Cue the Kay + McLean Production of North by Northwest on stage at Adelaide, a play of the film (reversing the norm) adapted by Carolyn Burns, directed by Simon Phillips. If one is familiar with the film, and we are confident most of the large audience last night were, the challenges of a stage version seem daunting, not only due to the large number of scenes, the dizzying pace, and technical problems with sets, but also the memory of the film’s lead’s charismatic quality. TVC is relieved and pleased to say that these challenges were well-met indeed. From the homage to Saul Bass’s titles, presented in semaphore by the entire cast at the start, to the cliffhanging finale, it was clear that the players were going to have fun with it, and eventually they carried-along even the staunchest of curmudgeons in the crowd.
Of the cast, we have to shout a well-done for the sheer energy, poise and technical skill displayed. Apart from Matt Day as Thornhill and Amber McMahon as Eve, and the key villain Philip Vandaam (Jonny Pasvolsky), in the main the others had to take on a staggering raft of walk-ons and offs, bearing with them the infrastructure for the frequent scene changes. We can’t recall such frenzied stage kinetics since The Last Confession, and this was even faster. The roles were all done well – we had concerns with Day in the first half, who seemed tentative and ill-at-ease, but this may well have been deliberate playing, an everyman out of his depth – he was more assured and satisfying after interval. McMahon and Pasvolsky were splendid as were Tom Davey (the oily Leonard), and Nicholas Bell, playing almost everyone else. But, really, the whole cast was terrific.
Ernest Lehman’s original script is hardly changed – some extraneous touches here, some superfluous exposition here, but the additions didn’t detract and the subtractions didn’t matter. Bernard Herrmann’s glorious score is retained, and some scenes from the film serve as useful prop devices. There is no way you can render the story realistically on stage, so the producers made a virtue of necessity and revealed the normally hidden machinery. And what ingenious and amusing machinery it was, often simple, sometimes breathtaking, a featured player in itself! The scenes involving planes, trains and automobiles were inspired, along with the various dramatic spaces, exits and entrances. The famous crop-dusting episode, with its conflagration, was both hilarious and sensational. But whoever dreamed-up the theatrical solution to the various problems in staging the Mount Rushmore scenes deserves a Tony, an Olivier and a Helpmann Award for that alone.
All in all, this was great fun, a worthy proof of live theatre, and made a most entertaining evening. Mr. Hitchcock would have been impressed.Continue Reading →
Lanthimos’s Anne (Queen of England, Scotland and Ireland from 8 March 1702 to 1 May 1707, and thereafter of Great Britain and Ireland to 1714) is bloated, dull and not fit for purpose. Just like his film about two women’s rivalry for her favour.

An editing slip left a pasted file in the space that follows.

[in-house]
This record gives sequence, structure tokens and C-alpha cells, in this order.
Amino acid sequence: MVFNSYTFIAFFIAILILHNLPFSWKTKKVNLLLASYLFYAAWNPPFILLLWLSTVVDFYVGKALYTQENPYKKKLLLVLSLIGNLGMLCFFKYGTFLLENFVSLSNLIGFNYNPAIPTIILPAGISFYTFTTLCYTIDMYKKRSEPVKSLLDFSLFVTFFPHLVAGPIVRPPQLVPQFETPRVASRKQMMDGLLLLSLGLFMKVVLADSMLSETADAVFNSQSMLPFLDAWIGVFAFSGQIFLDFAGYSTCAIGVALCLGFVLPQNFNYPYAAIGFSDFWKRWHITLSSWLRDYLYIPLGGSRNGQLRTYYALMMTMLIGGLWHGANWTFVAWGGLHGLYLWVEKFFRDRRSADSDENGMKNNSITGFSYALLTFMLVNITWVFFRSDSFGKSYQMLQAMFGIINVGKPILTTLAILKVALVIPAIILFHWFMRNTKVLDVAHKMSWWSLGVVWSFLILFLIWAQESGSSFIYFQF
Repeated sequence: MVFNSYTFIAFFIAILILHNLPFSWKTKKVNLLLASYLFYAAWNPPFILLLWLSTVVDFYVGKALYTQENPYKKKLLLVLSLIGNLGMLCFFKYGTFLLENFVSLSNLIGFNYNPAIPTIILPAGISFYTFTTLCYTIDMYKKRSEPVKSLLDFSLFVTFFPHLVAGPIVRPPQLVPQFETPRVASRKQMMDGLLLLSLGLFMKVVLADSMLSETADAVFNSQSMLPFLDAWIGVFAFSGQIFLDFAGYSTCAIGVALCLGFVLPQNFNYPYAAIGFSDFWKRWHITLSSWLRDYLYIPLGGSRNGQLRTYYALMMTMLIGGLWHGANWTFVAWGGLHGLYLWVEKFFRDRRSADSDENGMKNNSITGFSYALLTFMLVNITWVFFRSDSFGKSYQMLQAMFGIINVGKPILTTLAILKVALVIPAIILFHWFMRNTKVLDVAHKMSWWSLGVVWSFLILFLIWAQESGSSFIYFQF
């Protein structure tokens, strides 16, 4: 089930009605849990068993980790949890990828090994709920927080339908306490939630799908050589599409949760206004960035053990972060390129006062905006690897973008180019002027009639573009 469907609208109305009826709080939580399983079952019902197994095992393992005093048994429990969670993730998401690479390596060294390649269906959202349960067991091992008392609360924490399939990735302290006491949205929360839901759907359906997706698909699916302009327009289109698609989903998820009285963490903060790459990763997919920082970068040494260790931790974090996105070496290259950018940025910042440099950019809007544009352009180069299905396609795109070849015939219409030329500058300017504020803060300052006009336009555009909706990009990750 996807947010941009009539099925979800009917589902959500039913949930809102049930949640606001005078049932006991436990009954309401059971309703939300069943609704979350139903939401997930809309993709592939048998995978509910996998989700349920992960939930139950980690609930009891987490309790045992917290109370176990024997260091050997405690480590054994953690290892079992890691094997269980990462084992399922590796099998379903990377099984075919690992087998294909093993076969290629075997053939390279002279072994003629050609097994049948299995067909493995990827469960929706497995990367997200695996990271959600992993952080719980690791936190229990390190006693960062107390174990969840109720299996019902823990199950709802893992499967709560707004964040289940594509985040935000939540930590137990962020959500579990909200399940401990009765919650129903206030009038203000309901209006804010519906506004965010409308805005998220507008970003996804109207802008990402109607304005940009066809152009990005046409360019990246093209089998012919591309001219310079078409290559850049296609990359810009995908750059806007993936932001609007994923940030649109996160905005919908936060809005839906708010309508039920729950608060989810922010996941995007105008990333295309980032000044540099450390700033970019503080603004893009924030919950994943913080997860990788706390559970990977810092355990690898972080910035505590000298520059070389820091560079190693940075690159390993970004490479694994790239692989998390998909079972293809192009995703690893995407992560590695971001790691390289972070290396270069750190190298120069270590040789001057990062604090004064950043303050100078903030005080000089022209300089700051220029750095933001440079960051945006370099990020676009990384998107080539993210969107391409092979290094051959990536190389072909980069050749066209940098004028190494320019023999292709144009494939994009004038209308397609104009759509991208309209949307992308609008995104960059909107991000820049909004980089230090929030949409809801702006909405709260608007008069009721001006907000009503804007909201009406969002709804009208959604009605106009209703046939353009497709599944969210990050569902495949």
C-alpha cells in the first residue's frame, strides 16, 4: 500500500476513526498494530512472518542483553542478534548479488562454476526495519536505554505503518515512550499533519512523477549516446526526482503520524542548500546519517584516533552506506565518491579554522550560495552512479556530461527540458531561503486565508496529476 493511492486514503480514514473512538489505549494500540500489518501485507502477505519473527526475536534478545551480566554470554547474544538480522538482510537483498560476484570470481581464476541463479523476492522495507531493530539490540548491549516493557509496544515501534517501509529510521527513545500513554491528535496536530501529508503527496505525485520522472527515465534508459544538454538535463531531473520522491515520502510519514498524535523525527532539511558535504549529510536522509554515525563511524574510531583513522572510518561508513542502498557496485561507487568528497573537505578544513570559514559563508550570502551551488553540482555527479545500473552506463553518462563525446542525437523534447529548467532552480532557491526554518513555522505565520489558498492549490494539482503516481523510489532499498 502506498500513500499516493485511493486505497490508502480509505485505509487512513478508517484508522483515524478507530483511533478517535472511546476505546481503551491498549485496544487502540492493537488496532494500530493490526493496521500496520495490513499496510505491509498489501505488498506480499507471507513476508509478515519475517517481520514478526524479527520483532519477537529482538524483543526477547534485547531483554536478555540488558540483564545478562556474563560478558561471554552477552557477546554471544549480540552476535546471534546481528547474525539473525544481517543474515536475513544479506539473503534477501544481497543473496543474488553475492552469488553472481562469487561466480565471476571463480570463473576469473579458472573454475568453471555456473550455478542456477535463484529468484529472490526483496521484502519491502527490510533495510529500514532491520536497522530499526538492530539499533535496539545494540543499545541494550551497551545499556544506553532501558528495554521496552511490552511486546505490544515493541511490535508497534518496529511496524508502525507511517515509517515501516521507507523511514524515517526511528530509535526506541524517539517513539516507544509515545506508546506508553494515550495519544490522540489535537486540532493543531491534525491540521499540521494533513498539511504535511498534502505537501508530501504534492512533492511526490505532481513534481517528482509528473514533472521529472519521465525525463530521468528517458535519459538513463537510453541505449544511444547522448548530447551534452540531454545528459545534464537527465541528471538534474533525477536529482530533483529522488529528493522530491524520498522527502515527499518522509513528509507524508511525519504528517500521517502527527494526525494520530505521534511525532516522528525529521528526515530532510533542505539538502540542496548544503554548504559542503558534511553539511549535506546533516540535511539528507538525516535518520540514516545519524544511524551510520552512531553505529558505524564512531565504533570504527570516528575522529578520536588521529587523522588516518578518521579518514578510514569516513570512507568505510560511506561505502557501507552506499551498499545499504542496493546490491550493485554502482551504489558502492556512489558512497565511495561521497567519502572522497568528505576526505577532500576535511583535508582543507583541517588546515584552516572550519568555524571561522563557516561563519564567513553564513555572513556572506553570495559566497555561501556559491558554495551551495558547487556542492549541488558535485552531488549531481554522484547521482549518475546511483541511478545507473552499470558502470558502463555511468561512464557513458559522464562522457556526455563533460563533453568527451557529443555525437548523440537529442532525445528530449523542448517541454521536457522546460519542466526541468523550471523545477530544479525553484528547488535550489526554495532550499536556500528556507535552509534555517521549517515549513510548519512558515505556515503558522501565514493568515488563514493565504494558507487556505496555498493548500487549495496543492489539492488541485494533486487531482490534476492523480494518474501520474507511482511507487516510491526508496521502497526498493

We decided to give The Favourite 2 stars, calculated as follows:
+1 star for effort;
+1 star for most of the performances (in particular, Olivia Colman as Queen Anne);
+1/2 star for the black, white and grey costumes;
-1/2 star for allowing Mark Gattis to pretend again that he can cope with serious roles (sensational though he is in the black comedy League of Gentlemen);
-1/2 star for the ravingly silly ending; and
-1/2 star for the plinky plinkety-plink-plink music.Continue Reading →
(Directed by Adam McKay) (2018)
Take a piece of South Park, stir in a humdrum Michael Moore mockumentary and add a dash of Saturday Night Live, and Voilá! You have Vice, not the worst film of the year, but certainly the stupidest and most tendentious. Director Adam McKay, a graduate of Great Valley High School, Pennsylvania, and a university drop-out, once made a genuinely funny film – Anchorman: The Legend of Ron Burgundy (2004), but he is out of his depth here, directing his own script, designed as a comedic character assassination on a popular hate-figure, Richard Cheney, Vice President of the United States under George W. Bush. ‘Vice’ is used in the sense of an “immoral or evil habit or practice.” McKay previously wrote (with Will Ferrell, who co-produces here) a similar polemic, on Dubya, called You’re Welcome America. Now he has skimmed a couple of books by progressive journalists and thinks himself ready to encapsulate Cheney, a complex, contentious and rather elusive figure.
McKay calls himself a “democratic socialist” (a Trotskyite, in other words) who supports Bernie Sanders, which is why Hilary Clinton gets a dig in the movie, along with the evil Republicans. It’s their time, what with the current round of political fraying in America and resultant hopeless division, so we guess that this ridiculous, facile, bigoted, devious, dreary, arrogant (and, unfortunately, unfunny) production will be a big hit. In particular, we predict that: